HR has always appeared to be the natural home for the mechanics of leading culture change. In recent years, however, I’ve observed another human resource in the executive team. A person whose influence over culture is potentially the most powerful of all: The Chief Financial Officer.
If you are a parent, you know that it is important to be a role model for your children, meaning that you need to behave in the same way you want them to behave.
Our Culture Change blog this week includes the Seven Seismic Shifts that executives must take to become leaders, practical advice on how to develop the culture of a virtual team, and how great leaders make effective and lasting transformations in their organisations.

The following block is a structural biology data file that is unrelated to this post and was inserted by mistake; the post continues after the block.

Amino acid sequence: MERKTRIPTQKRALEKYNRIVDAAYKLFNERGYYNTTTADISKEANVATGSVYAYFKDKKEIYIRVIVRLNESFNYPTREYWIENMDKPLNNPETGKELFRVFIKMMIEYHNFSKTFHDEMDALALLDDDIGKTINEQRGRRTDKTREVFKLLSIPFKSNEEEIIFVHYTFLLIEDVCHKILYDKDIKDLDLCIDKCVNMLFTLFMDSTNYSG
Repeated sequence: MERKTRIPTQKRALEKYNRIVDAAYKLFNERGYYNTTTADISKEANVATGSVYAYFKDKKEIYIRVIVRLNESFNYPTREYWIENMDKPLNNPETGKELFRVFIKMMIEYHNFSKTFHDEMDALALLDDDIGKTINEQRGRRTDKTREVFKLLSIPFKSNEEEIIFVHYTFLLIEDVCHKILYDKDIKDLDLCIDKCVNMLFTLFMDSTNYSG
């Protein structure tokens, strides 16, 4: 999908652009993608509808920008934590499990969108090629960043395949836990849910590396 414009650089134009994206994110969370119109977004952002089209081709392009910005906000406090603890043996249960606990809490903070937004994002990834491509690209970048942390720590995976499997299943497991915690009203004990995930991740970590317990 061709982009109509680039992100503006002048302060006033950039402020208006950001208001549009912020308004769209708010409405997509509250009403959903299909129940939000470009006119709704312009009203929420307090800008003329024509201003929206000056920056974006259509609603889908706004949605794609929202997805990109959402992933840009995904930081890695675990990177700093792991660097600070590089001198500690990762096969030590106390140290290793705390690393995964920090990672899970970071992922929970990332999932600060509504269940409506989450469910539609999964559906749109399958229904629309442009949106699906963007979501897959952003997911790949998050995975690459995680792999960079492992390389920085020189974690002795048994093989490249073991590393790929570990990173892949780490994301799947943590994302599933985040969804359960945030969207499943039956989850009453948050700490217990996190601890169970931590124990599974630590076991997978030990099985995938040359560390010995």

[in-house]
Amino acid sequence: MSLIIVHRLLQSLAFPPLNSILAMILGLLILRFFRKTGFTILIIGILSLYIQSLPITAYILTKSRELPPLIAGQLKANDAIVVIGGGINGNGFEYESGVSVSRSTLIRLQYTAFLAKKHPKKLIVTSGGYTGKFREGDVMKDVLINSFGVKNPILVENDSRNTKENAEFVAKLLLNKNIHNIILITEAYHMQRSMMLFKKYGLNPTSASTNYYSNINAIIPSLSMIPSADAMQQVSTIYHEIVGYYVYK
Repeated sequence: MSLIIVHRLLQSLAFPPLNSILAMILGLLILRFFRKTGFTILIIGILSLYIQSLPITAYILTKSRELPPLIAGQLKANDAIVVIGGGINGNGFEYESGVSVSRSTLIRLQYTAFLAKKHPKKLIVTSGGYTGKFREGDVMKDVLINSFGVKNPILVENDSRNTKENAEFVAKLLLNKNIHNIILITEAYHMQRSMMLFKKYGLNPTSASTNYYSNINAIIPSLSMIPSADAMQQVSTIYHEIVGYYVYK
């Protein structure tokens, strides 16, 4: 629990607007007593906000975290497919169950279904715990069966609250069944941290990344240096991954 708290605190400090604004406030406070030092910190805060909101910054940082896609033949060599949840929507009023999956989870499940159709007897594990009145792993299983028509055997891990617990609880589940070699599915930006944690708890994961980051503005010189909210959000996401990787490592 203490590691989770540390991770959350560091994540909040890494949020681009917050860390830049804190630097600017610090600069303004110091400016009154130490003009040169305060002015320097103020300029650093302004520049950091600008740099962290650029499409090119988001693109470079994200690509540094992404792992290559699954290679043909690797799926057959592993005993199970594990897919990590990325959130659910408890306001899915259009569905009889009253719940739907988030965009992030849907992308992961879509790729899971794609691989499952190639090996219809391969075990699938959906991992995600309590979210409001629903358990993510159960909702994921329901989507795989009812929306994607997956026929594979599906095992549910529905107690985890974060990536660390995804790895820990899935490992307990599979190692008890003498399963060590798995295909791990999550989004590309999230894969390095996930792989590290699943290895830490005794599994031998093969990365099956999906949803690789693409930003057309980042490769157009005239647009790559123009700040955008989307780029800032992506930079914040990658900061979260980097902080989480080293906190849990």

There’s a silent power within your organisation that’s quietly moulding the patterns of behaviour that will determine your culture. A survey probably won’t detect it, but identifying and shifting it will have a significant impact on performance. We’re not talking about values or behaviours here, but something far less universal and more specific to individual organisations. The dominant, but tacit, influencer that has the capacity to both limit and liberate a business: our shared organisational beliefs.
2016 was quite a year. Here in Brazil, there have been many comments over the last few weeks along the lines of “is 2016 over yet?” and “2017 can’t come any sooner!”. Now that January is here, the talk is that 2016 “is a year to be forgotten”.